Review by: David Hurwitz
Artistic Quality: 10
Sound Quality: 8
Leonard Bernstein’s Boston recording of Liszt’s Faust Symphony has for so long been regarded as the reference recording of the work that we’re apt to forget that there’s an earlier version that he made with the New York Philharmonic for Sony back in the 196os. He clearly loved the piece, and offhand I can’t think of another conductor of similar stature who actually recorded it twice. Bernstein even devoted an entire televised “Young People’s Concert” to discussing it, much more for the benefit of the adults in the audience I should think.
In the telecast, Bernstein spoke somewhat disparagingly of the revised ending with chorus, which he nonetheless recorded both times. Liszt’s admittedly perfunctory original instrumental conclusion is almost never played nowadays, and for those who are curious you can hear it below in Argenta’s Decca recording with the Paris Conservatory Orchestra (sound clip). In this Sony performance, Charles Bressler sings the tenor solo very sincerely and sweetly, and Bernstein plays the music with typical conviction, never mind any misgivings he might have had. It seems the only possible conclusion to such an imposing piece.
In short, this earlier recording is every bit as fine as Bernstein’s later, Boston version, and it has the not inconsiderable advantage of being about two minutes quicker in every movement. There’s very little difference between the two performances in the fast music, as a comparison of the first movement’s initial allegro reveals (sound clips). Rather, the difference stems from Bernstein’s greater willingness to indulge the slower and gloomier music in the Faust movement, Gretchen’s innocent allure, and the broader tempo for the closing chorus at the end of Mephistopheles. Sonically there is very little to choose between the two recordings: they are both very good.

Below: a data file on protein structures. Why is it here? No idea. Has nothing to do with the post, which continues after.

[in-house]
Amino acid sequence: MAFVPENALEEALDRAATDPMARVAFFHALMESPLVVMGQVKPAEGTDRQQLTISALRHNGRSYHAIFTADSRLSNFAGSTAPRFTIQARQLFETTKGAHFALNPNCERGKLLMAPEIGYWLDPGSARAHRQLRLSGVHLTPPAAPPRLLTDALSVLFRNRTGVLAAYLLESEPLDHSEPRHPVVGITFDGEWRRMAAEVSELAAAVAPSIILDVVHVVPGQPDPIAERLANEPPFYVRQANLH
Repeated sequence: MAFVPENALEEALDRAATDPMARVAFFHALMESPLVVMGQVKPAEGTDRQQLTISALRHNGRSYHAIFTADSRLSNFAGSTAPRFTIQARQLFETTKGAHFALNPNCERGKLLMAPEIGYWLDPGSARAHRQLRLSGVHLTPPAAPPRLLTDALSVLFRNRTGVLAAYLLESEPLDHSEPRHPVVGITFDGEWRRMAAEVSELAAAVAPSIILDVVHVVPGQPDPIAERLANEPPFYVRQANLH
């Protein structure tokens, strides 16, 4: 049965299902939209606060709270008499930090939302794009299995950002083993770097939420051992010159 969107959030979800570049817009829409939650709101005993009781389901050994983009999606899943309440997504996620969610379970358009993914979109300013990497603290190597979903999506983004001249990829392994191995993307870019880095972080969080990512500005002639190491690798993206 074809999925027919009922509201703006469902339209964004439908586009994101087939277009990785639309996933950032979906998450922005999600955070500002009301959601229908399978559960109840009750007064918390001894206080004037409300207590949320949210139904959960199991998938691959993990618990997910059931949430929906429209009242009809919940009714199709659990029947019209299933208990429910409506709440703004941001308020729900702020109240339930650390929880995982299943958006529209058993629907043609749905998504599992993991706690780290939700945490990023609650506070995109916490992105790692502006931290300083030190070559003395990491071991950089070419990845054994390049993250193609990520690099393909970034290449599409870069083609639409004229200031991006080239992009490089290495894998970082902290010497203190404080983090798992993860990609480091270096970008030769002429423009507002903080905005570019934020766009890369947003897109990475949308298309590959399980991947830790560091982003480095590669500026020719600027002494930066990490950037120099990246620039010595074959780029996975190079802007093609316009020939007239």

Frankly, I am amazed that Sony decided to reissue this recording at all since the work has never been that popular, but I am very glad that they did. Get it while you can. It is, after all, Liszt’s greatest orchestral work, and the more you come to know the music the better it sounds. Bernstein was right to lavish on it so much time and attention.
A Faust Symphony: Original Ending (Argenta/Decca):
A Faust Symphony (i) NY Philharmonic:
A Faust Symphony (i) Boston Symphony (DG):
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Reference Recording: Bernstein/Boston (DG); This One
- LISZT, FRANZ:
A Faust Symphony